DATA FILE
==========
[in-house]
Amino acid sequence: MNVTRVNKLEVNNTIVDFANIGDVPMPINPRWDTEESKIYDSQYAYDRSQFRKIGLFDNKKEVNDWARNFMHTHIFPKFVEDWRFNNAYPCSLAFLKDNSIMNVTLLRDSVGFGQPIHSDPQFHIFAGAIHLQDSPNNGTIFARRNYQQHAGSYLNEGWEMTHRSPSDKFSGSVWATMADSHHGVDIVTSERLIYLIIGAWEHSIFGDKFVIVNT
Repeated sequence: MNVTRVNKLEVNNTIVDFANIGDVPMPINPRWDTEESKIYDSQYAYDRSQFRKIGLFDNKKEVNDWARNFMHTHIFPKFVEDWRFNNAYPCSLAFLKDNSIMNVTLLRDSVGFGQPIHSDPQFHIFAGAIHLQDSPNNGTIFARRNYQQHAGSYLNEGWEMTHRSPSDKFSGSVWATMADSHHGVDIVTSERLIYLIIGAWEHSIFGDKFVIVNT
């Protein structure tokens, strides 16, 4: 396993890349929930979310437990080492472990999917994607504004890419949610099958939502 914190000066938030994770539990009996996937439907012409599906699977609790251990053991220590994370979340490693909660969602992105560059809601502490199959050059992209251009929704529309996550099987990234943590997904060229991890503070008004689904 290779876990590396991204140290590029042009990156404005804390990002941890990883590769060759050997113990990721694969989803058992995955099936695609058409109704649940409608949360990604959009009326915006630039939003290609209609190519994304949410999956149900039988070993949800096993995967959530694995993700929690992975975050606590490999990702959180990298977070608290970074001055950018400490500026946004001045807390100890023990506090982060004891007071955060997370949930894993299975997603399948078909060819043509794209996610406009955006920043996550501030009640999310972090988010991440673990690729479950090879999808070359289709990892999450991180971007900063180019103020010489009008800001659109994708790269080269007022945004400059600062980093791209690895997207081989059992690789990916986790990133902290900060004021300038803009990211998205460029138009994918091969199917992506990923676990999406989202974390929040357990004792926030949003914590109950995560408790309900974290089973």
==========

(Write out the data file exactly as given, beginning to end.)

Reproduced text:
[in-house]
Amino acid sequence: MNVTRVNKLEVNNTIVDFANIGDVPMPINPRWDTEESKIYDSQYAYDRSQFRKIGLFDNKKEVNDWARNFMHTHIFPKFVEDWRFNNAYPCSLAFLKDNSIMNVTLLRDSVGFGQPIHSDPQFHIFAGAIHLQDSPNNGTIFARRNYQQHAGSYLNEGWEMTHRSPSDKFSGSVWATMADSHHGVDIVTSERLIYLIIGAWEHSIFGDKFVIVNT
Repeated sequence: MNVTRVNKLEVNNTIVDFANIGDVPMPINPRWDTEESKIYDSQYAYDRSQFRKIGLFDNKKEVNDWARNFMHTHIFPKFVEDWRFNNAYPCSLAFLKDNSIMNVTLLRDSVGFGQPIHSDPQFHIFAGAIHLQDSPNNGTIFARRNYQQHAGSYLNEGWEMTHRSPSDKFSGSVWATMADSHHGVDIVTSERLIYLIIGAWEHSIFGDKFVIVNT
């Protein structure tokens, strides 16, 4: 396993890349929930979310437990080492472990999917994607504004890419949610099958939502 914190000066938030994770539990009996996937439907012409599906699977609790251990053991220590994370979340490693909660969602992105560059809601502490199959050059992209251009929704529309996550099987990234943590997904060229991890503070008004689904 290779876990590396991204140290590029042009990156404005804390990002941890990883590769060759050997113990990721694969989803058992995955099936695609058409109704649940409608949360990604959009009326915006630039939003290609209609190519994304949410999956149900039988070993949800096993995967959530694995993700929690992975975050606590490999990702959180990298977070608290970074001055950018400490500026946004001045807390100890023990506090982060004891007071955060997370949930894993299975997603399948078909060819043509794209996610406009955006920043996550501030009640999310972090988010991440673990690729479950090879999808070359289709990892999450991180971007900063180019103020010489009008800001659109994708790269080269007022945004400059600062980093791209690895997207081989059992690789990916986790990133902290900060004021300038803009990211998205460029138009994918091969199917992506990923676990999406989202974390929040357990004792926030949003914590109950995560408790309900974290089973």